As a teacher, establishing student safety is a primary responsibility that should be taken seriously. As focus is placed on the body, mind, and breath, instructors must be sure that every single student under their care is working properly and not putting any unnecessary strain on their bodies. Remaining safe during practice will result in a more effective Yoga training session, healthier students, and clear minds.
Get off your mat. If you cannot see your students, because a posture puts you out of position, this is the time to walk around the room. Taking an active role in class and, if needed, physically adjusting students will show them how to remain properly aligned and supported. Ask the the class up front about permission to assist and that you might be touching them if needed so they are not startled by your presence. If a student has issues with physical assists, you can still verbally explain how to correct an alignment. In fact, with viruses, flus, and sexual harassment in the mix, the assist for now and into the future may be verbal only. Many facilities are adopting “hands off” policies to prevent a wave of problems.
Explain Individual Limits
It is human nature to compare and judge. Encourage students to only work to their own limit and not be concerned with how their classmate is stretching further or holding a certain pose. Remain encouraging and speak of individual limits as a known factor of yoga; it is expected and normal that all students have different and unique bodies, with different levels of flexibility.
When demonstrating asanas, teachers should demonstrate alternatives so students have a visual that they can follow. Teachers can also verbally explain alternatives to breathing techniques (pranayama) and poses. If students understand that they can do an alternative pose, they will be less likely to attempt a posture that may cause them discomfort or an injury.
Emotional Flow and Yoga Student Safety
Creating a safe emotional environment, in which to practice Yoga, is an incredibly important part of the Yogic experience. Students need to feel safe mentally, emotionally, and physically, to get the most out of their time spent at the Yoga studio. Teachers can help a student feel comfortable and safe by being upfront about the emotional connection that is inherent in Yoga practice.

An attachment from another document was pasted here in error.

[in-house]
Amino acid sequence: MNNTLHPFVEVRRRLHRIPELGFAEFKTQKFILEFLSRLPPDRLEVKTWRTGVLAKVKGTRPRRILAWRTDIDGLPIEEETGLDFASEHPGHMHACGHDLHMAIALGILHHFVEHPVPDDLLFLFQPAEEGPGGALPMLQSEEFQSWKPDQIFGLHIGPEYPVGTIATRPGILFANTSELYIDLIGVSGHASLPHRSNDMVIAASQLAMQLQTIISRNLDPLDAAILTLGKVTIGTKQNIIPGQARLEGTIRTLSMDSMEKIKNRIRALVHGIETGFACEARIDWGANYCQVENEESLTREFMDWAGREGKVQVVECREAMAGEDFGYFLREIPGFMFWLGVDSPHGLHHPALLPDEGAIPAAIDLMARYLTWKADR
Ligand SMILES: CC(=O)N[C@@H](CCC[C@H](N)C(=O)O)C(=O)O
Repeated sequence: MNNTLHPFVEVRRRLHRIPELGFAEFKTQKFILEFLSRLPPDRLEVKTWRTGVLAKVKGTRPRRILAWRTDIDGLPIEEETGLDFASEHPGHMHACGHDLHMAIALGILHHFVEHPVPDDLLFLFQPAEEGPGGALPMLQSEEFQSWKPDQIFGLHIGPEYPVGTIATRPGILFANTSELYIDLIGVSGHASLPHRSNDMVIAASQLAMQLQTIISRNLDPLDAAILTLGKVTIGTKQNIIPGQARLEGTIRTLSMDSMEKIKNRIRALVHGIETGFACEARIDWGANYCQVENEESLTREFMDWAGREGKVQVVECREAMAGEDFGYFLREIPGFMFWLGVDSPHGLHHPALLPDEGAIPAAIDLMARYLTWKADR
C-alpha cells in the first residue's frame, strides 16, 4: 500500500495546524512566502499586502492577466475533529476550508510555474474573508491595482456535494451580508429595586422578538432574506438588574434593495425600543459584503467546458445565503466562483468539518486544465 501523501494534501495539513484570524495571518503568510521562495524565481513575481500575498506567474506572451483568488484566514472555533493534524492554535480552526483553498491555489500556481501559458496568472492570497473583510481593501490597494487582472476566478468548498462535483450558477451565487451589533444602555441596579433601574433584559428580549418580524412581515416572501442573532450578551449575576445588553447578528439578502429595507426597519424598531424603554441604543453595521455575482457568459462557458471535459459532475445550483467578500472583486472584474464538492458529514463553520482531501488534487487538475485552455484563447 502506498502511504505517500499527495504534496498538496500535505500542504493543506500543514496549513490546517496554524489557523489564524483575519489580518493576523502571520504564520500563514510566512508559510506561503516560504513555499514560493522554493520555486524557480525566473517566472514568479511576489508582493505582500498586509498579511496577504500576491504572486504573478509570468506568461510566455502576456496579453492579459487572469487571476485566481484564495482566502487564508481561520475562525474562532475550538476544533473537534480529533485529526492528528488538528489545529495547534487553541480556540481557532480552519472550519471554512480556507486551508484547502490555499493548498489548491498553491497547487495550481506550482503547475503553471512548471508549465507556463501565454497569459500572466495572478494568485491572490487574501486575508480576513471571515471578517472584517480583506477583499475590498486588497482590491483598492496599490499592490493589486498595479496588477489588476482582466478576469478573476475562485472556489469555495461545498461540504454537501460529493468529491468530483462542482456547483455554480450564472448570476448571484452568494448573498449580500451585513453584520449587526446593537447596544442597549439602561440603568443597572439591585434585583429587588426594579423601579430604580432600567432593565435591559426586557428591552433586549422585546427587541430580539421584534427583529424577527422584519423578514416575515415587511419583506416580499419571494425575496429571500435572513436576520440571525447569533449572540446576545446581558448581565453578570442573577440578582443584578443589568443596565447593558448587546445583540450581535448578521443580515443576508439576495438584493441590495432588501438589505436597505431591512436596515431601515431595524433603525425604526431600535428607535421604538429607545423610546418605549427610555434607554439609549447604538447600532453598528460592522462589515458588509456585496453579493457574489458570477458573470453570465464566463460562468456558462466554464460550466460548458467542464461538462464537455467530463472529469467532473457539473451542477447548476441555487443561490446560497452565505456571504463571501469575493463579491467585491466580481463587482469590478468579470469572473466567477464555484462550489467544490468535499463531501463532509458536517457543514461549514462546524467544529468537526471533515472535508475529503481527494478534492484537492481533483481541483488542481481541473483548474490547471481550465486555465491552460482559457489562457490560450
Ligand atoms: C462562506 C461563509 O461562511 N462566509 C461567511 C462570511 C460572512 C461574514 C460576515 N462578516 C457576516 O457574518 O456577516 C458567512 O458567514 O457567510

Let them know that it is fine to have emotions. Some asana and pranayama techniques can unlock muscular tension and release an emotional flow. If energy or tension is trapped in the body and suddenly released, each of us reacts to it differently. What is a state of euphoria for one person might make another person feel emotional. Imagine if all your life, you felt like you had a monkey standing on your chest that would not let you breathe, and suddenly it was gone. That’s bound to cause some sort of emotional reaction. Once students realize that this a normal experience, they will feel safe expressing themselves and working through their emotions.
Food for Thought
The practice of Yoga is unique. Students feel cared for and important, when their instructor takes the time to ensure that they are practicing safely. When Yoga instructors commit to keeping all of their students safe, class becomes a comfortable, supportive, and safe environment. Yoga student safety standards improve through a steady practice of quality in teaching.
© Copyright – Aura Wellness Center – Publications Division
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4 thoughts on “Establishing Yoga Student Safety Guidelines”
This is an extremely thoughtful commentary of student safety.